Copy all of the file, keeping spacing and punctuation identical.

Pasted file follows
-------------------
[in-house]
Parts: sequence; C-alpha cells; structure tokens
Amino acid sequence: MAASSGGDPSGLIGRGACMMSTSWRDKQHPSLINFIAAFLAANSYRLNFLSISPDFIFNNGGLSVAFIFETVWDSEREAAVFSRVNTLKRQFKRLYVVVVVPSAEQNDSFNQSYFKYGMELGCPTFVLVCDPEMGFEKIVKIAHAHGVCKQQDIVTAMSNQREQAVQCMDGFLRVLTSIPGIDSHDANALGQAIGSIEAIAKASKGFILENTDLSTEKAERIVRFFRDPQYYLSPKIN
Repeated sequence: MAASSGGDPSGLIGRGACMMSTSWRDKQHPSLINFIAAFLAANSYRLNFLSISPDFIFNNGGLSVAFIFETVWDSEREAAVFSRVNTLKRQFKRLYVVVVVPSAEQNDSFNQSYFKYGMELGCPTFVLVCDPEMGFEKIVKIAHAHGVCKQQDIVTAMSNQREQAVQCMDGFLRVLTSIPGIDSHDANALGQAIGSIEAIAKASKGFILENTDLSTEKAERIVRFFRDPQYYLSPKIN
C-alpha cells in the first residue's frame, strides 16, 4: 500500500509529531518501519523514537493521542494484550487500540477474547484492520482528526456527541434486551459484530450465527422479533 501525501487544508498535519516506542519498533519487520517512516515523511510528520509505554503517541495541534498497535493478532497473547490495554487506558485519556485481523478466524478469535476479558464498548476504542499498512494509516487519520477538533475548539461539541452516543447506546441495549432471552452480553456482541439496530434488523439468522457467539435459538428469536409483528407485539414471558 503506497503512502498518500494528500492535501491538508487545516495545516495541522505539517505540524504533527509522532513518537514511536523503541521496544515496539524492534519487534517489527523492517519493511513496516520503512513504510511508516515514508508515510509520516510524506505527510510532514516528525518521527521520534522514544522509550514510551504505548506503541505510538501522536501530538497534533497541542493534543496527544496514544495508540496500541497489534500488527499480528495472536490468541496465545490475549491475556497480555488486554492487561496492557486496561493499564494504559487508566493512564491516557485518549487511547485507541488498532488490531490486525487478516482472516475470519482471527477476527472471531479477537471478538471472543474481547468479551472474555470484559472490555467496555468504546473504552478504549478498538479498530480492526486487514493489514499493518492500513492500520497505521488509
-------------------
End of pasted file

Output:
[in-house]
Parts: sequence; C-alpha cells; structure tokens
Amino acid sequence: MAASSGGDPSGLIGRGACMMSTSWRDKQHPSLINFIAAFLAANSYRLNFLSISPDFIFNNGGLSVAFIFETVWDSEREAAVFSRVNTLKRQFKRLYVVVVVPSAEQNDSFNQSYFKYGMELGCPTFVLVCDPEMGFEKIVKIAHAHGVCKQQDIVTAMSNQREQAVQCMDGFLRVLTSIPGIDSHDANALGQAIGSIEAIAKASKGFILENTDLSTEKAERIVRFFRDPQYYLSPKIN
Repeated sequence: MAASSGGDPSGLIGRGACMMSTSWRDKQHPSLINFIAAFLAANSYRLNFLSISPDFIFNNGGLSVAFIFETVWDSEREAAVFSRVNTLKRQFKRLYVVVVVPSAEQNDSFNQSYFKYGMELGCPTFVLVCDPEMGFEKIVKIAHAHGVCKQQDIVTAMSNQREQAVQCMDGFLRVLTSIPGIDSHDANALGQAIGSIEAIAKASKGFILENTDLSTEKAERIVRFFRDPQYYLSPKIN
C-alpha cells in the first residue's frame, strides 16, 4: 500500500509529531518501519523514537493521542494484550487500540477474547484492520482528526456527541434486551459484530450465527422479533 501525501487544508498535519516506542519498533519487520517512516515523511510528520509505554503517541495541534498497535493478532497473547490495554487506558485519556485481523478466524478469535476479558464498548476504542499498512494509516487519520477538533475548539461539541452516543447506546441495549432471552452480553456482541439496530434488523439468522457467539435459538428469536409483528407485539414471558 503506497503512502498518500494528500492535501491538508487545516495545516495541522505539517505540524504533527509522532513518537514511536523503541521496544515496539524492534519487534517489527523492517519493511513496516520503512513504510511508516515514508508515510509520516510524506505527510510532514516528525518521527521520534522514544522509550514510551504505548506503541505510538501522536501530538497534533497541542493534543496527544496514544495508540496500541497489534500488527499480528495472536490468541496465545490475549491475556497480555488486554492487561496492557486496561493499564494504559487508566493512564491516557485518549487511547485507541488498532488490531490486525487478516482472516475470519482471527477476527472471531479477537471478538471472543474481547468479551472474555470484559472490555467496555468504546473504552478504549478498538479498530480492526486487514493489514499493518492500513492500520497505521488509